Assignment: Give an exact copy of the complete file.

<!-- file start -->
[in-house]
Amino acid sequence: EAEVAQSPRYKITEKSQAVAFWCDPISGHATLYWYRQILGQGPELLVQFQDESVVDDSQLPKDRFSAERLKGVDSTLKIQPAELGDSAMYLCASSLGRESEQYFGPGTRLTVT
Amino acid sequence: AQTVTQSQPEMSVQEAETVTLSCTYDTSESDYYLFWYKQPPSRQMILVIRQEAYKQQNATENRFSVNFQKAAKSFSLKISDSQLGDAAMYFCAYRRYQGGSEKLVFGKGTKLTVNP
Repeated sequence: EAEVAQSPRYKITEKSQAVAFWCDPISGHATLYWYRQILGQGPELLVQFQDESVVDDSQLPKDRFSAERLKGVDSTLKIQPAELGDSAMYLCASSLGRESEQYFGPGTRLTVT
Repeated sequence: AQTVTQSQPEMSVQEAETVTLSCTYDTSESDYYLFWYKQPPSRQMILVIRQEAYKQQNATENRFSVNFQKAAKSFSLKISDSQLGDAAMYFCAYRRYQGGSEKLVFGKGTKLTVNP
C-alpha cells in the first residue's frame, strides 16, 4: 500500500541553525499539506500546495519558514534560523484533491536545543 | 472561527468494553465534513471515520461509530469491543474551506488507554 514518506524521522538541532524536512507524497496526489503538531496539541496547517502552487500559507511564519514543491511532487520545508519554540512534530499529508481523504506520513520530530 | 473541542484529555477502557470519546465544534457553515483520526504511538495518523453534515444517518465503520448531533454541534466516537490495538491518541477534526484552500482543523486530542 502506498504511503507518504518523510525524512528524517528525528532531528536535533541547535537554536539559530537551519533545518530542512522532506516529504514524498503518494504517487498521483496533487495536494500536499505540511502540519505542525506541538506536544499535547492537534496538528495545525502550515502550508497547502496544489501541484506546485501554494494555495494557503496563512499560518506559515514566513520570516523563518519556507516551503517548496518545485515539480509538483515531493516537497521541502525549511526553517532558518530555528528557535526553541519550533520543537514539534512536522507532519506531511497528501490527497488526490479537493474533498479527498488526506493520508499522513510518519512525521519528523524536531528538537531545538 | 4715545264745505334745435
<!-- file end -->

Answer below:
[in-house]
Amino acid sequence: EAEVAQSPRYKITEKSQAVAFWCDPISGHATLYWYRQILGQGPELLVQFQDESVVDDSQLPKDRFSAERLKGVDSTLKIQPAELGDSAMYLCASSLGRESEQYFGPGTRLTVT
Amino acid sequence: AQTVTQSQPEMSVQEAETVTLSCTYDTSESDYYLFWYKQPPSRQMILVIRQEAYKQQNATENRFSVNFQKAAKSFSLKISDSQLGDAAMYFCAYRRYQGGSEKLVFGKGTKLTVNP
Repeated sequence: EAEVAQSPRYKITEKSQAVAFWCDPISGHATLYWYRQILGQGPELLVQFQDESVVDDSQLPKDRFSAERLKGVDSTLKIQPAELGDSAMYLCASSLGRESEQYFGPGTRLTVT
Repeated sequence: AQTVTQSQPEMSVQEAETVTLSCTYDTSESDYYLFWYKQPPSRQMILVIRQEAYKQQNATENRFSVNFQKAAKSFSLKISDSQLGDAAMYFCAYRRYQGGSEKLVFGKGTKLTVNP
C-alpha cells in the first residue's frame, strides 16, 4: 500500500541553525499539506500546495519558514534560523484533491536545543 | 472561527468494553465534513471515520461509530469491543474551506488507554 514518506524521522538541532524536512507524497496526489503538531496539541496547517502552487500559507511564519514543491511532487520545508519554540512534530499529508481523504506520513520530530 | 473541542484529555477502557470519546465544534457553515483520526504511538495518523453534515444517518465503520448531533454541534466516537490495538491518541477534526484552500482543523486530542 502506498504511503507518504518523510525524512528524517528525528532531528536535533541547535537554536539559530537551519533545518530542512522532506516529504514524498503518494504517487498521483496533487495536494500536499505540511502540519505542525506541538506536544499535547492537534496538528495545525502550515502550508497547502496544489501541484506546485501554494494555495494557503496563512499560518506559515514566513520570516523563518519556507516551503517548496518545485515539480509538483515531493516537497521541502525549511526553517532558518530555528528557535526553541519550533520543537514539534512536522507532519506531511497528501490527497488526490479537493474533498479527498488526506493520508499522513510518519512525521519528523524536531528538537531545538 | 4715545264745505334745435